Is pH 8.0 to 8.5 Okay for Pools?

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Dr. Stan Pickens has written an excellent scientific research paper on this topic, which can be viewed at the following URL: aqmag.co/StanPickens

Establishing good pool water chemistry standards helps provide guidance for proper water care, and helps ensure that pool water is safe for swimmers. But some standards are overly restrictive, and the pH range is one of them. For example, there should NOT be a mandate for closing down swimming pools when the pH is 8.0 to 8.5.

Starting 60 years ago, some pool industry chemists (incorrectly) suggested that a pH of 8.0 and higher makes chlorine ineffective and not safe to swim in. Not true. Just 1 ppm of chlorine in pool water with a pH of 8.5 and zero CYA contains more active chlorine (HOCl) than needed to kill algae. Note that the common HOCl/OCl/pH percent charts are irrelevant and misleading for pools containing CYA.

Today, thanks to the work of pool water chemists, it is now understood that CYA, not pH, more significantly affects chlorine efficacy. But the idea persists that when pool water contains CYA, a pH above 7.8 significantly prevents chlorine from sanitizing, and that raising the chlorine level will not help overcome the effects of higher CYA levels and improve sanitizing effectiveness. That is false.

One way to explain this is to consider that water with3 ppm of chlorine at pH 8.5 has more killing power than 2 ppm of chlorine at pH 7.5 when both contain 50 ppm of CYA. That should help illustrate that a pH above 7.8 does not prevent chlorine from properly sanitizing pool water. There is also more (HOCl) killing power with 4 ppm of chlorine with 80 ppm of CYA than there is with 2 ppm of chlorine at 50 ppm of CYA.

RELATED: Adjusting pH and Alkalinity May Not Be as Simple as You Think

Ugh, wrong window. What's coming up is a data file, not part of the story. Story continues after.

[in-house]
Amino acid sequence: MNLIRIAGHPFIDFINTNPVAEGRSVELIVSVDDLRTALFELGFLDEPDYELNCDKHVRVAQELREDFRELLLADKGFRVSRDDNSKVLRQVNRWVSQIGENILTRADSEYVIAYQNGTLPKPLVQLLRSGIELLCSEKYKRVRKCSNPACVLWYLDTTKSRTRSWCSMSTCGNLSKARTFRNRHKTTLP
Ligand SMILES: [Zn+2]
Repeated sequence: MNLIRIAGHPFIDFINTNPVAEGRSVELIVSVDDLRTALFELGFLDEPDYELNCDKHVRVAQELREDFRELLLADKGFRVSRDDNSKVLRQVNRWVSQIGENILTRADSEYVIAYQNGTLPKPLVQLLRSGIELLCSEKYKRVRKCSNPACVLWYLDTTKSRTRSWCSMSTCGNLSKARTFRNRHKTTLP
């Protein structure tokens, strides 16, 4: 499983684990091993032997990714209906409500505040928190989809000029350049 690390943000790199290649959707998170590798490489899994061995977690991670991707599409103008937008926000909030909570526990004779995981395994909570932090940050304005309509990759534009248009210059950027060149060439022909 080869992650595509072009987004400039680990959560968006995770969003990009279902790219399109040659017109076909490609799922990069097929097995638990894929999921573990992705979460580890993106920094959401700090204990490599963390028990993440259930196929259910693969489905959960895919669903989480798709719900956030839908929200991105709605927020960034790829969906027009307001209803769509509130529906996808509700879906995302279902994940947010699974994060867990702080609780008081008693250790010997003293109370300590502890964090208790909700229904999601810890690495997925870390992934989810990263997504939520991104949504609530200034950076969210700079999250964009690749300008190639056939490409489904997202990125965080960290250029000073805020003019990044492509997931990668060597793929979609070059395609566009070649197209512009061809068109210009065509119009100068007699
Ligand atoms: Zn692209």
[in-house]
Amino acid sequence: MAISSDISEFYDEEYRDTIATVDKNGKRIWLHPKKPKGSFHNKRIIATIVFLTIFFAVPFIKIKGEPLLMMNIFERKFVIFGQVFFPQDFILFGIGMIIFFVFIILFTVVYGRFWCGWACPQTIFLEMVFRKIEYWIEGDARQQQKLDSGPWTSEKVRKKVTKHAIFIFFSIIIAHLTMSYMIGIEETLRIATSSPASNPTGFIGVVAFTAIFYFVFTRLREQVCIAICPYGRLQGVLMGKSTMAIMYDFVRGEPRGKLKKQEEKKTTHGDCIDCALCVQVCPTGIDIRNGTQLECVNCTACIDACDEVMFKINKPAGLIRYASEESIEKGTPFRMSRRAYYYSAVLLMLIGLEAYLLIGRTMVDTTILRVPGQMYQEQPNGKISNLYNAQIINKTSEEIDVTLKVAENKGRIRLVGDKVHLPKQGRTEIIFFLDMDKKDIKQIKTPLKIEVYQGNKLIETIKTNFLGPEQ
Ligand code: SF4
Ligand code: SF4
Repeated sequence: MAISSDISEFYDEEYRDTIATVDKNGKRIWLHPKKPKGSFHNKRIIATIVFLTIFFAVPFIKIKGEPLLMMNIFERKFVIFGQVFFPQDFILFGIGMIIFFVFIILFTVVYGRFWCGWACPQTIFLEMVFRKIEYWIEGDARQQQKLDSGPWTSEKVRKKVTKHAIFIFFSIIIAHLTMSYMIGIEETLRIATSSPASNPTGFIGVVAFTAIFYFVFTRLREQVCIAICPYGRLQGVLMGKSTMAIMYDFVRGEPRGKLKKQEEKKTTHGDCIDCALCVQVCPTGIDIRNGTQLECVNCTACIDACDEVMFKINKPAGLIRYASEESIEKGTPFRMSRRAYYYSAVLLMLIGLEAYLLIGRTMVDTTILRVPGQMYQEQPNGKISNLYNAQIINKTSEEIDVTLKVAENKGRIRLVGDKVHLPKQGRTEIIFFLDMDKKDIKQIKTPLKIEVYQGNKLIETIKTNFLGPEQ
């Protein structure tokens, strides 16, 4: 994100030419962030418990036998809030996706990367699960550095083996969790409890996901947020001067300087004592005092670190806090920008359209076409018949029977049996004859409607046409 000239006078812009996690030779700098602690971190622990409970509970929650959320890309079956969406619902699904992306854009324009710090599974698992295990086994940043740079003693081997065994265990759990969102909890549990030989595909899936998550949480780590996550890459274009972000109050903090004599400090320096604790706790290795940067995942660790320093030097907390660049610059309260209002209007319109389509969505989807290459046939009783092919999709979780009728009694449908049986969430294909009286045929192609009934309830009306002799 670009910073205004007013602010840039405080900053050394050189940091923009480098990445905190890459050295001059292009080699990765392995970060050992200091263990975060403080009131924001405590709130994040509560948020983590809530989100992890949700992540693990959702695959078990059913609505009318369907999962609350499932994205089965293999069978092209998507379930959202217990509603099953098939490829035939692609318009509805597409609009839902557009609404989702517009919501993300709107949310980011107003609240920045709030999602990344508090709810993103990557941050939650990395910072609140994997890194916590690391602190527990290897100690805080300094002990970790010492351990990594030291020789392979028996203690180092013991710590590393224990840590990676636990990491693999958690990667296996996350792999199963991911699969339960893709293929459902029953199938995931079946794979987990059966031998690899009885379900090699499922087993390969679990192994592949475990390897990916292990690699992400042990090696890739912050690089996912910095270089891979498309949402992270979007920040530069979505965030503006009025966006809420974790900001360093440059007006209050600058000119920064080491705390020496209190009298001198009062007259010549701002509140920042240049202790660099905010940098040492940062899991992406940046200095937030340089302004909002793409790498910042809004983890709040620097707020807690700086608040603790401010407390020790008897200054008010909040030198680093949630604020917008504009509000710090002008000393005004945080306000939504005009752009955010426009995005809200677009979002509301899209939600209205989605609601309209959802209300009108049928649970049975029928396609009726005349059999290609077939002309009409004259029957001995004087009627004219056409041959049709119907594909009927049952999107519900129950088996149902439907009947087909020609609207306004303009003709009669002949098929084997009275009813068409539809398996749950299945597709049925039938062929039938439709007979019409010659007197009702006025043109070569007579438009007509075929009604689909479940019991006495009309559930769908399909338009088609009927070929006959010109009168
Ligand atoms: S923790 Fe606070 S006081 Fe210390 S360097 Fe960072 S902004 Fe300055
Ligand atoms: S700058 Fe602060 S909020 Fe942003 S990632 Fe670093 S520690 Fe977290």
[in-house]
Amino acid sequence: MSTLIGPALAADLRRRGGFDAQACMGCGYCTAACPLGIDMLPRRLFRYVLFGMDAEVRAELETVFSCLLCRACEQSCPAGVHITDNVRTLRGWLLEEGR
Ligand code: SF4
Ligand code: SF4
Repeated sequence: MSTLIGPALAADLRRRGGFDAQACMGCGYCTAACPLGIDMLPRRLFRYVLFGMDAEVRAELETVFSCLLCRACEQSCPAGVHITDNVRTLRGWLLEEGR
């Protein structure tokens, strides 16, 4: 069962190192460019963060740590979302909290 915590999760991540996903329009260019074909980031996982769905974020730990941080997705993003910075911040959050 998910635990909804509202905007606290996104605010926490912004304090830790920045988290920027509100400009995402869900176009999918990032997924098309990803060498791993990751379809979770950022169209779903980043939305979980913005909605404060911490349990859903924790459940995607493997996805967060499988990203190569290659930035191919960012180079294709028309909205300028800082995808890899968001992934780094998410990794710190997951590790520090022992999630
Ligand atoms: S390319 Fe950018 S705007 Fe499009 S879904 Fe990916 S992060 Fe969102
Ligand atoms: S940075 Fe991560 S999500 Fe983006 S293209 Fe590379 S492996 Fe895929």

Now, back to the issue of the industry's mandate to close pools when the pH is above 7.8. Why? We now know that the 7.8 maximum pH was based on incorrect science and assumptions. We know that tap water, serving millions of people, has pH levels above 8.0 and up to 9.3. The always restrictive EPA allows a pH up to 8.5 for drinking water.

Some believe that there is greater eye irritation at a pH of 8.0 than at a pH of 7.0. That belief has been debunked by a peer-reviewed study showing that lowering the pH from 8.0 to 7.0 increased the frequency of eye irritation. That study also stated that raising the pH to 9.0 did not increase eye irritation.

There are other reasons that maintaining a slightly higher pH can be somewhat beneficial and should be allowed.

We know that the (natural) pH of water containing carbonate alkalinity of at least 60 ppm will want to rise to 8.0 โ€“ 8.2, and up to 8.5 if the alkalinity is 140 ppm to 180 ppm. Interestingly, the pH at those alkalinity levels does not want to go higher than that.

This likely means that millions of pools across the country often have a pH above 7.8 without sanitation issues. Therefore, if the LSI is within the balanced range, why fight that tendency of pH to rise above 7.8, continually adding acid (to lower the pH) and then adding sodium bicarbonate to replace the lost alkalinity that is consumed by the acid?

Let's also consider that one prominent pool chemistry instructor, the late Jock Hamilton, started promoting the concept and benefits of maintaining the pH from 7.8 to 8.2 back in the 1980's. Many pool service techs have maintained pH above 7.8 on tens of thousands of pools without reports of disease, algae outbreaks, eye irritation or cloudy water resulting from high pH. Therefore, why restrict those who have experienced success and prefer the ease and increased stability of maintaining a pH level of up to 8.2 and 8.3?

Why sound a false alarm to pool owners that their pool water is out-of-balance and unsafe when it is not? That simply undermines service techs unfairly.

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